But 3 trial days have passed, and Corona's lawyers have done little to clarify his side.

From "irrelevant" witnesses to perplexing statements, here are 5 issues the defense has contradicted itself on.

#1 Evidence relating to Article 2.4

The biggest confusion the lawyers of the Chief Justice have created is a result of their apparent decision to now address Article 2.4 of the impeachment complaint, which deals with Corona's alleged ill-gotten wealth.

The defense has insisted since the first week of the trial that Article 2.4 should be dropped, since it does not fall within the prosecution's main allegation that Corona failed to disclose his statement of assets, liabilities, and net worth (SALN).

The impeachment court eventually sided with the defense and prohibited the presentation of evidence relating to ill-gotten wealth.

Yet, the defense has introduced 3 witnesses to talk about the source of the Chief Justice's wealth.


Chief Judicial Staff Officer Araceli Bayuga, Senate Electoral Tribunal Secretary Irene Guevarra, and Girlie Salarda of the House of Representatives Electoral Tribunal were all called to testify on the allowances received by the Chief Justice.

When asked by senator-judges what the purpose of presenting Bayuga was, lead defense counsel Serafin Cuevas replied that "it will explain the other alleged deficiencies brought about by the evidence of the prosecution, that he could not have acquired this amount of properties because his income does not justify the acquisition thereof."

Senator-judge Antonio Trillanes IV asked, "You are actually reviving article 2.4, is that the case?" Cuevas gave a vague answer by saying that was Trillanes' personal assessment.

The witnesses however testified that allowances cannot be used for personal expenses - disproving Cuevas' purpose in presenting them.

#2 Befuddling Vicente

When defense witness Demetrio Vicente took the stand last Tuesday, March 13, he was meant to prove that the Marikina property owned by the Corona couple was actually his.

Instead he left the court with more questions than answers.

Vicente said he bought the property in 1990. But it was listed in Corona's SALN in 1992 as a donation.

Vicente said he has been paying for all taxes of the property since 1990. But it is still Corona's wife's name that is listed in all tax declarations. And the deed of absolute sale, while in Vicente's name, was notarized by an unlicensed lawyer.

Vicente told the court he paid P509,985.00 for the property in 1990, and the real estate tax of P2,594.88. But he did not insist on the transfer of the title to his name as he supposedly could not afford the P2,599.92 needed for transfer tax.

"Imbis po na si Mr. Vicente ay nakapgdala ng masmalinaw na explanation, lalo pang tila lumabo yung usapan kung nagkaroon ba talaga ng paglipat ng property (Instead of Mr Vicente shedding light on the issue, it only created further confusion on whether the property was transferred or not)," said prosecution spokesperson Romero Quimbo.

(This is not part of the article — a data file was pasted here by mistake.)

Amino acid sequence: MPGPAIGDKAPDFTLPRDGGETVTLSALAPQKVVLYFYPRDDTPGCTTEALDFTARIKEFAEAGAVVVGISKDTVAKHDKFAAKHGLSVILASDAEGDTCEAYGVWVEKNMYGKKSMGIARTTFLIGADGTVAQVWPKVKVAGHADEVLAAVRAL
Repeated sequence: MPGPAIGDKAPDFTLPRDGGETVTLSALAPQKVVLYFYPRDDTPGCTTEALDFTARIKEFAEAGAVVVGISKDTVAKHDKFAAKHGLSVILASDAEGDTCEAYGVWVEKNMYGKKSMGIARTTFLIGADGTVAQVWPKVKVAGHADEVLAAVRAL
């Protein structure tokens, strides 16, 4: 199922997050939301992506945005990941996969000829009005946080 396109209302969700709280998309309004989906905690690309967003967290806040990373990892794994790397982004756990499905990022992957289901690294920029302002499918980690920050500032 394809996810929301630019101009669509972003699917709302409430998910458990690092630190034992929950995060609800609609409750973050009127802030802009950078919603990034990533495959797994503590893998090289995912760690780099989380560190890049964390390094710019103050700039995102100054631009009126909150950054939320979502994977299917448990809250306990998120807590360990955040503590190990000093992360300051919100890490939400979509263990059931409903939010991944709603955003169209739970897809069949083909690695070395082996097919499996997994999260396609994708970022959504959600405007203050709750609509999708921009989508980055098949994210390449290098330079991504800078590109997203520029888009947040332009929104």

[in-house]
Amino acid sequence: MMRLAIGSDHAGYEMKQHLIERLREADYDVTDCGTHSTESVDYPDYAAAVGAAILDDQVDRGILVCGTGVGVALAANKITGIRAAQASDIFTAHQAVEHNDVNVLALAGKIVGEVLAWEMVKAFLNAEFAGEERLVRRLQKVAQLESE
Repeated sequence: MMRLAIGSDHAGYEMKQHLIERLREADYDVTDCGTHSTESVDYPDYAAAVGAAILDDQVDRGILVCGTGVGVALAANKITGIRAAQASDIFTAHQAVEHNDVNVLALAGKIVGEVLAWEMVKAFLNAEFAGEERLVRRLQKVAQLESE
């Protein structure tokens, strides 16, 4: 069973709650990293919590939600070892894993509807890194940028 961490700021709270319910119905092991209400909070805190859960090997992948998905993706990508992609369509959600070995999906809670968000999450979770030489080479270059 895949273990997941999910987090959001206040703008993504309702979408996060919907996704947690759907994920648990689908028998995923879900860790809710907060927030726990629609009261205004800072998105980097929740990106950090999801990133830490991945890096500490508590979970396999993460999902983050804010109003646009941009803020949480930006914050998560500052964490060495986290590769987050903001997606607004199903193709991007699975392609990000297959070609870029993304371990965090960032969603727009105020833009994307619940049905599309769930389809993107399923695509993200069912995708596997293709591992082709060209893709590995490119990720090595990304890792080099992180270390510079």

If anything, the defense witness seemed to have helped the prosecution.

#3 Deed of sale vs transfer

The defense argues that the non-disclosure of the Marikina property in Corona's SALNs (other than in his 1992 SALN), is due to the fact that Vicente had already signed the absolute deed of sale of the property as early as 1990.

Thus, on this basis, it was no longer theirs.

However, the defense, in earlier arguing why Corona did not include his Columns property in Makati in his SALNs, said it was because he had only signed the absolute deed of sale in 2004, but had not yet taken possession of it.

The Columns property was not declared in his 2005 SALNs.

The defense appears to contradict itself on what point it believes a property should be declared. Is the basis the deed of sale, possession, or convenience?

#4 No more talk on verified complaint

On Day 27 - the first day the defense was scheduled to present evidence contesting the charges against Corona - his counsels sparked a discussion with the court on the validity of the impeachment complaint.

They argued it was railroaded by lawmakers who did not have time to read its contents before signing it, hence it is invalid.

Presiding officer and Senate President Juan Ponce Enrile, along with other senator-judges, all agreed it was too late to raise such a complaint. The prosecutors had already rested their case after all, and they maintained the senate impeachment court had jurisdiction over the complaint after it had been verified by the House of Representatives.

The defense was then allowed to present its witness, Navotas Rep Tobias Tiangco, after Cuevas promised the court that Tiangco would not testify regarding the complaint's validity.

Yet Tiangco's whole testimony revolved around the rushed complaint and how he didn't believe it had probable cause - in effect saying the complaint was defective.

#5 Foreign accounts, please

After much debate regarding the legality of opening the Chief Justice's Philippine Savings Bank dollar accounts, the impeachment court decided to respect the temporary restraining order issued by the Supreme Court barring its examination.

But in a press conference on February 12, Corona's counsels promised the public that they would open them in due time.

"Bubuksan n'ya lahat 'yan dahil hindi n'ya ninakaw 'yan... Relax lang kayo, Ginoong Pangulo (He will open all his accounts because it is not stolen money... Relax, Mr. President)," defense counsel Dennis Manalo said in the press conference, reading off a statement.

In a media blitz last March 7, Corona himself said he would explain the dollar accounts and need not sign a waiver. "Di na kailangan i-waive eh. Kasi ako na mismo magpapaliwanag eh. Di ko naman maipapaliwanag yun ng hindi ko bubuksan eh (There's no need for me to waive it. Because I myself will explain them. Obviously, I won't be able to explain it if I don't open it)," he told GMA 7.

On Wednesday, senator-judges reminded the defense of their promise, to which Cuevas replied hesitantly.